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Study of Psychological and Motor Effects of Testosterone in Adolescents With XXY/Klinefelter Syndrome

Information source: University of Colorado, Denver
ClinicalTrials.gov processed this data on August 23, 2015
Link to the current ClinicalTrials.gov record.

Condition(s) targeted: Klinefelter Syndrome; XXY Syndrome

Intervention: Testosterone gel 1% (Drug); Placebo gel (Drug)

Phase: N/A

Status: Recruiting

Sponsored by: University of Colorado, Denver

Official(s) and/or principal investigator(s):
Nicole Tartaglia, MD, Principal Investigator, Affiliation: University of Colorado School of Medicine

Overall contact:
Susan Howell, MS, Phone: 720-777-8361, Email: susan.howell@childrenscolorado.org


The purpose of this study is to determine if testosterone replacement therapy leads to changes in psychological factors and/or motor skills in adolescent males with 47,XXY (also called Klinefelter syndrome). This study will also evaluate whether certain genetic factors of the X chromosome affect the psychological or motor features of XXY/Klinefelter syndrome.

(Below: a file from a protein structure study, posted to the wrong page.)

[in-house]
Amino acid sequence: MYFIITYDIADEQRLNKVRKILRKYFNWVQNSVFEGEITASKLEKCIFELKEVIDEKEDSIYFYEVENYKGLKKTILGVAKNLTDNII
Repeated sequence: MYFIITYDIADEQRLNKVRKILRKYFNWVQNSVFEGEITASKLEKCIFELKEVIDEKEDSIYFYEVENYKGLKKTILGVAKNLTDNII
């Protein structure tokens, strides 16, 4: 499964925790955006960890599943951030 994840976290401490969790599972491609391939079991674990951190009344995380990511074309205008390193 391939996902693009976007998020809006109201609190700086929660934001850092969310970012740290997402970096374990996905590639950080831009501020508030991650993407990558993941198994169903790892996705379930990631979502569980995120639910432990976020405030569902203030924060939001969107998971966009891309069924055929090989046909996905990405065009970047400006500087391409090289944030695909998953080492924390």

Clinical Details

Official title: Psychological and Motor Effects of Testosterone Therapy in Adolescents With XXY/Klinefelter Syndrome

Study design: Allocation: Randomized, Endpoint Classification: Efficacy Study, Intervention Model: Parallel Assignment, Masking: Double Blind (Subject, Caregiver, Investigator), Primary Purpose: Treatment

Primary outcome:

Change from baseline on the Delis-Kaplan Executive Function System

Change from baseline on the Bruininks-Oseretsky Test of Motor Development - 2

Change from baseline on the Conners Parent Rating Scales

Secondary outcome:

Change from baseline on the Vineland Adaptive Behavior Scales

Change from baseline on the Wechsler Intelligence Scale for Children - Fourth Edition

Change from baseline on the Comprehensive Test of Phonological Processing